Namiko Sakamoto is a Sansei (third-generation Japanese American). She completed a Bachelor of Arts degree in English and a Master of Arts degree in Education. She has taught essay writing skills at four college writing centers. She has also taught English at the middle school and high school level and worked in Education with age groups from preschool to college. She has worked over fifteen years in Technical Publications on government contracts.
Nora/Shizuko Hataye was born in 1918, the fourth of six daughters to parents Makitaro and Toki Sakaki. She lived with her family in Irvington, California, until Executive Order 9066 was issued; shortly thereafter, they were forcibly removed from their home and sent to Tanforan Assembly Center and later to the concentration camp in Topaz, Utah. In 1944, Nora married her longtime sweetheart, Tatsuo Hataye. After Tatsuo was discharged from the U.S. Army, he and Nora settled in Berkeley, California, where they raised two children. Nora still lives in the same home that she and Tatsuo bought over 63 years ago.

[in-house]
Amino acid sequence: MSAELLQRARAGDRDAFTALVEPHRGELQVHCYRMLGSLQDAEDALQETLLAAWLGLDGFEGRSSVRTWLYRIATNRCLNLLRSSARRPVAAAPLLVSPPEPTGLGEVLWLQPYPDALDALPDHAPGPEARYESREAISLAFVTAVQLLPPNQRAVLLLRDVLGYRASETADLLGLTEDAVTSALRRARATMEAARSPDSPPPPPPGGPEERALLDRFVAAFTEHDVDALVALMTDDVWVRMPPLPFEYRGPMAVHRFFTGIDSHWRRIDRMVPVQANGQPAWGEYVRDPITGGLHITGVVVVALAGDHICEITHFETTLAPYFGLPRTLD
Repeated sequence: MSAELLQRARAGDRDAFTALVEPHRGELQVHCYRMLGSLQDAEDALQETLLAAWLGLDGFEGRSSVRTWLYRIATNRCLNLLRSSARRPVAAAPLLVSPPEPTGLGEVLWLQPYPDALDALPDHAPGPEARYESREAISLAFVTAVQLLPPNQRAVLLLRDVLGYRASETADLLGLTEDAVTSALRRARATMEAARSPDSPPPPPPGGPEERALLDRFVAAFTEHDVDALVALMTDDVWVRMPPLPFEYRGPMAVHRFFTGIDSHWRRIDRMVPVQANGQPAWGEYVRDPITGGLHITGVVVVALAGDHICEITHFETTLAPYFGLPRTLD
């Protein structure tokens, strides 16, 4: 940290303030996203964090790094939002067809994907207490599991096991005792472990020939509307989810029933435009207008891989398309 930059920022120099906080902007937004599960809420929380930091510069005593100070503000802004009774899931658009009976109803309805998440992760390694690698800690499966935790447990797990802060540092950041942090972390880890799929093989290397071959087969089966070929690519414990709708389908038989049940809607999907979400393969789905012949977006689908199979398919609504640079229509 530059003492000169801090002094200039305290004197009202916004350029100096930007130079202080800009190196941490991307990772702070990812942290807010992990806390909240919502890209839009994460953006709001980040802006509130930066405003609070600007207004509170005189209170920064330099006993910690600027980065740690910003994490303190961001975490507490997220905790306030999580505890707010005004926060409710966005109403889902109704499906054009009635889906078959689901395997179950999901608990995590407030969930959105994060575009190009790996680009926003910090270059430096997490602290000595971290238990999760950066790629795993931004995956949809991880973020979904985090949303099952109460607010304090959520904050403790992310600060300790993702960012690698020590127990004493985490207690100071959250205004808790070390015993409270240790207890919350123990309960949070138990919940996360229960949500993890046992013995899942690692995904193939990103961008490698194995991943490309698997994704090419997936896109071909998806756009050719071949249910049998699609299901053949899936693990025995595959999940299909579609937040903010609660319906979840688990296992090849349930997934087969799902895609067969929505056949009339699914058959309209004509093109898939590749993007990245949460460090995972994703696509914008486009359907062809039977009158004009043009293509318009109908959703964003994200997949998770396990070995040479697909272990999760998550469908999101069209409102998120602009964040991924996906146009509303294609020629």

Reiko Fujii is an artist who shares her experiences of growing up Japanese American in her creative works. She was born in 1950, four years after her family was released from their imprisonment in Crystal City “family” prison camp. Before their imprisonment in Crystal City, Reiko’s mother and her mother, along with six siblings, were in Manzanar prison camp for a year and a half. During that time, Reiko’s mother’s father was a prisoner in Tujunga prison camp, Lordsburg prison camp, and finally joined his family at Crystal City “family” prison camp. Reiko’s father was in Manzanar prison camp, Tule Lake prison camp, and spent his last few months at Crystal City “family” prison camp, joining the rest of the family. Reiko’s mother’s family returned to their farm in Riverside, California after the war, and Reiko’s father settled in the Los Angeles area.